Though I sympathise greatly with Mattias Welander over the reasons behind his actions regarding the editor - which was a steady inflow of insulting email. As someone who's done a lot of webmastering, I've faced the same problem. But's impossible to recommend to first time level authors to use an editor that may be taken away from them while they are in the middle of a level because of the action of a few other users with no respect for the program's creator.

JkEdit? Well - it's crippleware. You are going to have to fork out money to use it - something I definitely don't support considering it's an editor for a commerical game. Still, this editor is growing at a steady rate showing that it's creator is dedicated to improving it. So I'm sure you won't be left hanging if you decide upon registering it.

The case for JED is pretty simple. It is the most advanced, has a wide support network of messageboards and tutorials for users, it's creators are responsive to feedback and would never pull the editor off the net. Not to mention the ability for users to make custom additions to the editor via Plug-ins added in the latest versions. This assures the editor will continue to grow long after the Code Allaince release the final version.
"Naivety is the downfall of most new editors."

Gee, should I start an editing group now that I worked out how to load JED?

Argh! I wish I could say that subject title was entirely sarcastic, but hell - I've heard of people starting websites for multi-level TC's (Total-Conversions) before they have even downloaded any level editor. They then barrage new sites with requests for members and are surprised when no-one responds. Naivety is the downfall of most new editors. They take on projects they aren't prepared for, get discouraged when few people jump aboard their projects and are then never heard from again.

So a plea to all first-time level editors out there - please at least try your hand at level editing so you can see the effort required to make quality levels before jumping in over your head with outlandish ideas for editing groups. Another reason to do some some level editing work before forming a group is that very very few people will join a group headed by someone with no previous experience unless they themsleves.....have no previous expereience. I can count on one hand the number of semi-decent mods put out by editing groups out of the hundreds in existence since JK's release last October.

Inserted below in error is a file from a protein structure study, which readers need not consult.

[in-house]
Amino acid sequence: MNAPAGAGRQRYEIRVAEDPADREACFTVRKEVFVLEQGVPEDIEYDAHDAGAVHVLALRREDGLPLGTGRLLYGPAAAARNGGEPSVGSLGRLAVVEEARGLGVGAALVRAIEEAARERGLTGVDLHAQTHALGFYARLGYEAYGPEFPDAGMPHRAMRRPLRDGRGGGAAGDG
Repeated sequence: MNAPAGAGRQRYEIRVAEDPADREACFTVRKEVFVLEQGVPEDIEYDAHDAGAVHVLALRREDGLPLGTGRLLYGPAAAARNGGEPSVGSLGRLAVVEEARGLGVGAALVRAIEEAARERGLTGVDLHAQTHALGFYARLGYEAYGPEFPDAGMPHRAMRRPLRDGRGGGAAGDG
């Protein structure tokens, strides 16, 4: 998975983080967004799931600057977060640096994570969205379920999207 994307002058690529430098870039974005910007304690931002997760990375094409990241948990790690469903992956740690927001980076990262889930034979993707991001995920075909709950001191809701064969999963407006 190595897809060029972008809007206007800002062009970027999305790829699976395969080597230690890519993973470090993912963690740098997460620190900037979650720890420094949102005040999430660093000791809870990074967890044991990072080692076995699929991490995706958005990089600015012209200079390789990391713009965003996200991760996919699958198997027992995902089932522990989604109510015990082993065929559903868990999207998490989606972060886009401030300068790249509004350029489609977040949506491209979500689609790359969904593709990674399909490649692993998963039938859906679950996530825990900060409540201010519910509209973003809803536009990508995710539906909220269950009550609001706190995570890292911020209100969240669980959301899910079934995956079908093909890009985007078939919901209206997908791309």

Top Ten Signs You've Picked The Wrong Beta-tester
10. Loads Canyon Oasis mistakedly, then reports to you that "gamers just won't go for it"
9. Says you should use that "cool effect were you slide across floors like on an ice-rink"
8. Thinks you should ditch your new incredibly innovative cog feature in favour of a few more TD traps.
7. His idea of weapon placement involves a ratio of 50 concussion rifles to every room.
6. Asks if he can test the level with some friends he just made on IRC.
5. Wants to know why your JK level lacks coloured lighting.
4. Like's your use of that gray texture with the yellow vertical & horizontal striping.
3. Says he's looking forward to the level, as your first level, The Cube, was a "surefire masterpiece".
2. Regretfully informs you that Quake2 just won't load the damn thing.
1. He writes for this magazine.
I dunno - Is beta-testing a good idea?

Never underestimate the difference beta-testing a level well can do. I discovered this fact during the final stages of making Mt. Kurek. I was lucky enough to have made good choices for the level's beta-testing team and the feedback received was one of the key reasons the level was very successful.

There is a great temptation when testing a level to pick your best friends as your testers or people you know will like the level. This kind of makes the process of testing pretty mute eh? Best testers I've found are, granted, people you can trust, but also people who will take an indepth look at the level, point out every possible error or place you can improve on. Constructive criticism is the best possible feedback you can get to a level.